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JULY 4TH – RED, WHITE, & BLUE

Soon we’ll be enjoying an old-fashioned Fourth of July celebration with parades, picnics, concerts, and fireworks. Red, white, and blue will be the colors of the day. Whether you attend a special family gathering or a community event, there are plenty of activities to commemorate the birth of America. The suggestions below focus on the theme of patriotism. Adapt them to the interests and abilities of your group. Here’s to a star-spangled celebration!

  • DISCUSSION – Read the poem titled “America for Me” by Henry Van Dyke and encourage participants to share what they consider the best line from the poem. Ask: Has anyone in the group traveled abroad? Which countries did you visit? What makes America a unique place to live? Do you agree with the poet’s sentiments? What do you like best about the USA?
  • REMINISCE – Celebrate “Made in the USA” with a mock car show. Show photos of classic cars from the 1940s – 1960s, and ask participants to name the make and model. Watch an old car auction on TV. Pass around old car magazines. Ask: What kinds of vehicles did you drive? How important was it to buy a car “Made in America” from one of the Big Three automakers? Tell us about your favorite car. Poll the group to find out if anyone owned a red, blue, or white car.
  • REMINISCE – Show vintage photos of 4th of July celebrations in small towns. Ask: How did your family celebrate the 4th of July? Describe your participation in outings/events such as the following: air and fireworks show, antique car show, fishing derby, tractor pull, pig and corn roast, Little League baseball game, patriotic band concert, apple pie bake-off, Boy Scout flag ceremony. Sip lemonade or iced tea as your group shares special Independence Day traditions.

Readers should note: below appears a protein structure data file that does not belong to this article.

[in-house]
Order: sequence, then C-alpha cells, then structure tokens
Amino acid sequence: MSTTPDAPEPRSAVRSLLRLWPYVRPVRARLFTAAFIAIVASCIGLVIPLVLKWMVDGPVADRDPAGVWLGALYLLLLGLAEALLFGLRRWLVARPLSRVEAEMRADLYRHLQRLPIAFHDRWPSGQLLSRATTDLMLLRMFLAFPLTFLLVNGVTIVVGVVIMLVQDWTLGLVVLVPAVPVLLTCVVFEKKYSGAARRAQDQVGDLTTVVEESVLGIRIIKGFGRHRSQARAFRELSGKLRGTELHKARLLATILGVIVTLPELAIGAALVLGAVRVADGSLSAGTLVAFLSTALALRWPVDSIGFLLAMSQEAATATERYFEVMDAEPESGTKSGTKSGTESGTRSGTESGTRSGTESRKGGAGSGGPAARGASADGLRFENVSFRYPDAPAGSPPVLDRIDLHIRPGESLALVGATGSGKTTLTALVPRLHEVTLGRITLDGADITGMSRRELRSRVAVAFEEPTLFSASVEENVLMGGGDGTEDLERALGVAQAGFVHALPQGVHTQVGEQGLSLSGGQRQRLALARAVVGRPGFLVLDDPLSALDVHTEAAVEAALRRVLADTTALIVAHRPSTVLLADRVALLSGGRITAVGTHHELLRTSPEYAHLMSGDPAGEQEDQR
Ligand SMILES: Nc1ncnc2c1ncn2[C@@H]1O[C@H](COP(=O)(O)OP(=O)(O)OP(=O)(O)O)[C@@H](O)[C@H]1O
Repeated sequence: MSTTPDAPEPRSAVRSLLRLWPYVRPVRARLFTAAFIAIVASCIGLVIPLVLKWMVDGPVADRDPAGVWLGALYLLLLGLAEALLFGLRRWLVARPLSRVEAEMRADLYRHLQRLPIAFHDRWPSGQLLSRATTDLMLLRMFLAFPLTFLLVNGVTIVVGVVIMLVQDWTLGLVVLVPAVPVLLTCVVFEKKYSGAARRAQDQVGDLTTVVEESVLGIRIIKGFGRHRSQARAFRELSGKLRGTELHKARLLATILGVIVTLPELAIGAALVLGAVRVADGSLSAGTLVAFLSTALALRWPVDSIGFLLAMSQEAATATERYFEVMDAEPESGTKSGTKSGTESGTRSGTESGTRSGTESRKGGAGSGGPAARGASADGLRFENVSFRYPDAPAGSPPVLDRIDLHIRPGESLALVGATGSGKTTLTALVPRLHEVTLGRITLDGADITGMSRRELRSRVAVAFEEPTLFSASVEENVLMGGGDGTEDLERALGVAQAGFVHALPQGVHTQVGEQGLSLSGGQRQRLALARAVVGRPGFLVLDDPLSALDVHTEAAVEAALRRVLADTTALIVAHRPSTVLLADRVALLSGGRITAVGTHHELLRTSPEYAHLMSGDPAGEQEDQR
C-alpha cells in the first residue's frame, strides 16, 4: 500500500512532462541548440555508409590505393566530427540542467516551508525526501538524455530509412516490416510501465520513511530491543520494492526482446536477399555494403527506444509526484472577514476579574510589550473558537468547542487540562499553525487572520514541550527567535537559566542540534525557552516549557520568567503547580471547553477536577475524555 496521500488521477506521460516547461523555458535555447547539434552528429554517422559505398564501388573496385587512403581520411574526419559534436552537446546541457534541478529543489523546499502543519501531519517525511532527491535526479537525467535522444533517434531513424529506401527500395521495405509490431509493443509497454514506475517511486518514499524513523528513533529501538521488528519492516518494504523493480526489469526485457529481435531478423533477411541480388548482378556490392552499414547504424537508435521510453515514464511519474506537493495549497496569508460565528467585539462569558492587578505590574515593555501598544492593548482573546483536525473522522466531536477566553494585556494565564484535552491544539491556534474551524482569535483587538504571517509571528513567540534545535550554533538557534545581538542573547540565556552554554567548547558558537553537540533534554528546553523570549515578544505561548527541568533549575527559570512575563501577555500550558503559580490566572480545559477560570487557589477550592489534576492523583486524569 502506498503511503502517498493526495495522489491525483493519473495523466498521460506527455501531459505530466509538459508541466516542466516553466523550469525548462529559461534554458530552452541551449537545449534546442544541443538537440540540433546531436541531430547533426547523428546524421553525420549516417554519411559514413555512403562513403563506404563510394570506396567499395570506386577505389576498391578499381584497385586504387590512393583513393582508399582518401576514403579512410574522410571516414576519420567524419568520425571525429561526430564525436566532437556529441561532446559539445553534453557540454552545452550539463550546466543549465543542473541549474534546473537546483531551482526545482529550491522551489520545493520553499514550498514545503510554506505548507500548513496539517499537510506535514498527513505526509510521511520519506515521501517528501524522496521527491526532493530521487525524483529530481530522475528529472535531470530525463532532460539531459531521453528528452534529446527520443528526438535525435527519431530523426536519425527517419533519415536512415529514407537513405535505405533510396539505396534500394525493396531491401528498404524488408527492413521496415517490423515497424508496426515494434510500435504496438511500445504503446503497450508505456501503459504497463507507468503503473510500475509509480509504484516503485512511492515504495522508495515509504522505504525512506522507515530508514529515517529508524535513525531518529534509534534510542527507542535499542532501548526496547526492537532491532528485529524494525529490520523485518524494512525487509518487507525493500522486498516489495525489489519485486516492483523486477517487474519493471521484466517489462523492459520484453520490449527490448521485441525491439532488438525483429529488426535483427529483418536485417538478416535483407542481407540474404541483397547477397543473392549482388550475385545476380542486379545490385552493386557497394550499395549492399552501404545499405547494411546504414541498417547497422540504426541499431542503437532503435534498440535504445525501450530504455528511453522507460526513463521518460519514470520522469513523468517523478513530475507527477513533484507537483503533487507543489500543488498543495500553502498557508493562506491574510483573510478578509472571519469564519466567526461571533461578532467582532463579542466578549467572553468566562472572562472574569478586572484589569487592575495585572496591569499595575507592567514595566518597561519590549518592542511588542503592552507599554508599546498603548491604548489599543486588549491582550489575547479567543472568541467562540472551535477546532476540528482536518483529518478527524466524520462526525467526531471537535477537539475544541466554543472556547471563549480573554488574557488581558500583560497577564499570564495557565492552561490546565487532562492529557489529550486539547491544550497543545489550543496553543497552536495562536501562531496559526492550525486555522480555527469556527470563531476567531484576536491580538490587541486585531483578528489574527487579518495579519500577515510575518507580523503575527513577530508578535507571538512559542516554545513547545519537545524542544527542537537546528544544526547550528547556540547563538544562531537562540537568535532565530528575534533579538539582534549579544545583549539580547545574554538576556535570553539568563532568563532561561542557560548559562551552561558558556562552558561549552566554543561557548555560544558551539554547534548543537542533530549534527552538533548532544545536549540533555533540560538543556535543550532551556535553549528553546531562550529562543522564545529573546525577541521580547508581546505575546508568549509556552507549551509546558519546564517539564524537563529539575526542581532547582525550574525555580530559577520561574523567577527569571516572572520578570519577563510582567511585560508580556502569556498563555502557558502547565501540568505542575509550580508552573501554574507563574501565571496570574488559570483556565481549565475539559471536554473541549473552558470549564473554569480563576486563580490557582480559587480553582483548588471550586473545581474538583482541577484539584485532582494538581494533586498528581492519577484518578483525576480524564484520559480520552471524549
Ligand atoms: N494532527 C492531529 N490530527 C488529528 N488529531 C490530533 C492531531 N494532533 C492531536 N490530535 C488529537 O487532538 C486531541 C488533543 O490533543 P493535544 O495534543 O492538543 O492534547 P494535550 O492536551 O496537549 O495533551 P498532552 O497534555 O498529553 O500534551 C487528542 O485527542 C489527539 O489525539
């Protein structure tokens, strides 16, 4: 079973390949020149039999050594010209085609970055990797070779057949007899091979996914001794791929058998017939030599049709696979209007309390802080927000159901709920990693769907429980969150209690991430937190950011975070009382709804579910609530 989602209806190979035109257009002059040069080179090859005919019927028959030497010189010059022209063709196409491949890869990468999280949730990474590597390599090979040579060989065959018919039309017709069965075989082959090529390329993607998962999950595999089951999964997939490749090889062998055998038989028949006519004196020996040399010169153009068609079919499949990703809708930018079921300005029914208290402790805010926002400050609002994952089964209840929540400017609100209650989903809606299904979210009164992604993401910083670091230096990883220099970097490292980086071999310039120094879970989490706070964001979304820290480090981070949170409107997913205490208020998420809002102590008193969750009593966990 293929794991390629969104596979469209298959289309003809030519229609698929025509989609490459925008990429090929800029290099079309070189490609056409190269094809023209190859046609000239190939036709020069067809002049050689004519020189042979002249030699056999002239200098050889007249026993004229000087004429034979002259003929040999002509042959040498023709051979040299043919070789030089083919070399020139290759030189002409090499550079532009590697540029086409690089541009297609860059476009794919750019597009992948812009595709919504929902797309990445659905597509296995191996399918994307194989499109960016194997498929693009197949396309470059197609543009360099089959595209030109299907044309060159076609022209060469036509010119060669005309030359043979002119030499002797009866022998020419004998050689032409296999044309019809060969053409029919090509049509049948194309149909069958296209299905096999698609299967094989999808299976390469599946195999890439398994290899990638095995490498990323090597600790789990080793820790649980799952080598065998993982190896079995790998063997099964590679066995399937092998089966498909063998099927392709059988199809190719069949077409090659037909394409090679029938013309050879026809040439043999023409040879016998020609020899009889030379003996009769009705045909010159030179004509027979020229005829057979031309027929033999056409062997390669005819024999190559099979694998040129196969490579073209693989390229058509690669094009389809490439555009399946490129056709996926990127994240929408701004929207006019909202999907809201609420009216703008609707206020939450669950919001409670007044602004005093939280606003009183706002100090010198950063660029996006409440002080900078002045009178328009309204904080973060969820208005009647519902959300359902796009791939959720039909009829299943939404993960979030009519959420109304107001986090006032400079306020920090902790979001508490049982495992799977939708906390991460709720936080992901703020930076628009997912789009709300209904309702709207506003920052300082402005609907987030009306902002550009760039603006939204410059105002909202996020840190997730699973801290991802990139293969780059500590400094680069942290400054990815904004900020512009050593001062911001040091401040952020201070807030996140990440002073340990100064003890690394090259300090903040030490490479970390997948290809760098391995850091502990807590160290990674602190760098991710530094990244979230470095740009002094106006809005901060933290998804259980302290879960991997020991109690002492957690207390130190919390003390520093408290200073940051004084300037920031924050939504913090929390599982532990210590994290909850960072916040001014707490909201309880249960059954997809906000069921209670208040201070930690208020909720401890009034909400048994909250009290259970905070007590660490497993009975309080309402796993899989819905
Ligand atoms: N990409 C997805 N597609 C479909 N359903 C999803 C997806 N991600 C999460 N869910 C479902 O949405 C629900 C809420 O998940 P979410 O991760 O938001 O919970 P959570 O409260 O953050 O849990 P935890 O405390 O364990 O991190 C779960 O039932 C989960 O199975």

• FOOD – Prepare (and taste) a simple recipe from a former U.S. First Lady (ex: Barbara Bush’s chocolate chip cookies – recipe available on the Internet). Watch A Capitol Fourth concert from Washington, D.C., on local PBS stations.
  • FOOD – Celebrate National Ice Cream Month with an old-fashioned ice cream social. Gather vanilla ice cream, marshmallows, whipped cream, red/blue sprinkles, strawberry and blueberry fruit toppings, cherries. Invite your group to make patriotic sundaes.
  • DRAMA – Enlist a volunteer to wear a white Colonial wig and read the preamble to the Declaration of Independence. (Prepare a copy in large-print type.) Talk about America’s fundamental values proclaimed in the document and whether the country still reflects those values. Highlight some of America’s Founding Fathers -Thomas Jefferson, Ben Franklin, John Adams, or John Hancock. (Check the History Channel for related documentaries.)
  • DRAMA – Watch a patriotic musical such as Yankee Doodle Dandy or 1776.
  • MUSIC – Listen to a CD of fife and drum music heard during the American Revolution. Sing “Yankee Doodle.” Share memories of a trip to Colonial Williamsburg in Virginia.
  • MUSIC – Listen to a popular John Philip Sousa march, like “The Stars and Stripes Forever.” March in place (standing or sitting) and wave small flags. Ask: Did you fly a flag at your home on patriotic holidays? How do you feel when you see the flag waving against a clear blue sky? What other songs make you think of the flag?